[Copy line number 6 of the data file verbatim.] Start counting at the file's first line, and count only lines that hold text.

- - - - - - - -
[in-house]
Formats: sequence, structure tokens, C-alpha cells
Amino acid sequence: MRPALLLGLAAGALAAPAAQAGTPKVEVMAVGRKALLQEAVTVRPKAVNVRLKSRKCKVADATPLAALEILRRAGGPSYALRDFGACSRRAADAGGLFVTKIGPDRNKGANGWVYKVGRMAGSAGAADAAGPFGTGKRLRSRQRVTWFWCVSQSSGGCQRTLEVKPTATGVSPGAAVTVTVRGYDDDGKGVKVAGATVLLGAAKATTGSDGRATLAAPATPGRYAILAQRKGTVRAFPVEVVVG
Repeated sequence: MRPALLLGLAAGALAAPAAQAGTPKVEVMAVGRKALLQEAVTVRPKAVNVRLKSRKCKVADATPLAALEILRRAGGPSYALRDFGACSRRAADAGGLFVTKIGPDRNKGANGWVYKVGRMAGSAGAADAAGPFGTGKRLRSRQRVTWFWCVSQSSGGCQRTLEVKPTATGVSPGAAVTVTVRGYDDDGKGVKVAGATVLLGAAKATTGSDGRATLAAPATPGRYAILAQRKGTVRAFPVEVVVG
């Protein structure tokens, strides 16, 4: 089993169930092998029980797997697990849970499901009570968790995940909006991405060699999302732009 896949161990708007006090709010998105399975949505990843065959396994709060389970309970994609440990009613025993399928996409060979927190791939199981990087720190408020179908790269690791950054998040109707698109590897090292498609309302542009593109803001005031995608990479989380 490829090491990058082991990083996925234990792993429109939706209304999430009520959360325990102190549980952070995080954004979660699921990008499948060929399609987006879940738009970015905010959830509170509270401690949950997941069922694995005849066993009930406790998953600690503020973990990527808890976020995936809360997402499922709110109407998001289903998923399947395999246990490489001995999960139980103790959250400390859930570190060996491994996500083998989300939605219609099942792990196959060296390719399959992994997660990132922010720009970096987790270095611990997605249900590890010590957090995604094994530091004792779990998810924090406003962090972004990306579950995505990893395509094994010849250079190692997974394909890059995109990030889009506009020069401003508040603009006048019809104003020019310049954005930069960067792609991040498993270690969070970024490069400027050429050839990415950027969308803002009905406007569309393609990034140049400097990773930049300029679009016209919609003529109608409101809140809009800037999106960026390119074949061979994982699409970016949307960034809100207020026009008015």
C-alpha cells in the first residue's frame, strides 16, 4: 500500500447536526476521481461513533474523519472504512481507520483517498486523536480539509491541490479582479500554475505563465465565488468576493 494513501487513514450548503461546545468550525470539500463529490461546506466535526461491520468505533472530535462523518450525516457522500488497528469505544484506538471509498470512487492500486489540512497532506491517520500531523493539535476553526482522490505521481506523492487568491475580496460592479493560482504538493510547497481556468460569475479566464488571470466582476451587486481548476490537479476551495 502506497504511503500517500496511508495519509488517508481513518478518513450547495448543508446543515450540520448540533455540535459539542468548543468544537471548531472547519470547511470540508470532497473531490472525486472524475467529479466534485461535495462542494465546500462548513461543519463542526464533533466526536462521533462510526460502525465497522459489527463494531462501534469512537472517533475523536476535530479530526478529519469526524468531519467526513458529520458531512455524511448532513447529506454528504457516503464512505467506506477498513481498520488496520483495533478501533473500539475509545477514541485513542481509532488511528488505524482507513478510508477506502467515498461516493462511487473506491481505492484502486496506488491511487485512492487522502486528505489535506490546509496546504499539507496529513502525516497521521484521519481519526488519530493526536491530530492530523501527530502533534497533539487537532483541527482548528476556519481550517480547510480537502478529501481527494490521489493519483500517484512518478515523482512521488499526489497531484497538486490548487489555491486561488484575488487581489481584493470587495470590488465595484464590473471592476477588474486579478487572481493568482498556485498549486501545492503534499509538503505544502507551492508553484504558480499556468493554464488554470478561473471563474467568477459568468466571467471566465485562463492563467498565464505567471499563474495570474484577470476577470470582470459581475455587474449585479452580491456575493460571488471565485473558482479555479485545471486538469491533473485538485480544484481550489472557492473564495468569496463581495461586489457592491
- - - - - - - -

C-alpha cells in the first residue's frame, strides 16, 4: 500500500447536526476521481461513533474523519472504512481507520483517498486523536480539509491541490479582479500554475505563465465565488468576493 494513501487513514450548503461546545468550525470539500463529490461546506466535526461491520468505533472530535462523518450525516457522500488497528469505544484506538471509498470512487492500486489540512497532506491517520500531523493539535476553526482522490505521481506523492487568491475580496460592479493560482504538493510547497481556468460569475479566464488571470466582476451587486481548476490537479476551495 502506497504511503500517500496511508495519509488517508481513518478518513450547495448543508446543515450540520448540533455540535459539542468548543468544537471548531472547519470547511470540508470532497473531490472525486472524475467529479466534485461535495462542494465546500462548513461543519463542526464533533466526536462521533462510526460502525465497522459489527463494531462501534469512537472517533475523536476535530479530526478529519469526524468531519467526513458529520458531512455524511448532513447529506454528504457516503464512505467506506477498513481498520488496520483495533478501533473500539475509545477514541485513542481509532488511528488505524482507513478510508477506502467515498461516493462511487473506491481505492484502486496506488491511487485512492487522502486528505489535506490546509496546504499539507496529513502525516497521521484521519481519526488519530493526536491530530492530523501527530502533534497533539487537532483541527482548528476556519481550517480547510480537502478529501481527494490521489493519483500517484512518478515523482512521488499526489497531484497538486490548487489555491486561488484575488487581489481584493470587495470590488465595484464590473471592476477588474486579478487572481493568482498556485498549486501545492503534499509538503505544502507551492508553484504558480499556468493554464488554470478561473471563474467568477459568468466571467471566465485562463492563467498565464505567471499563474495570474484577470476577470470582470459581475455587474449585479452580491456575493460571488471565485473558482479555479485545471486538469491533473485538485480544484481550489472557492473564495468569496463581495461586489457592491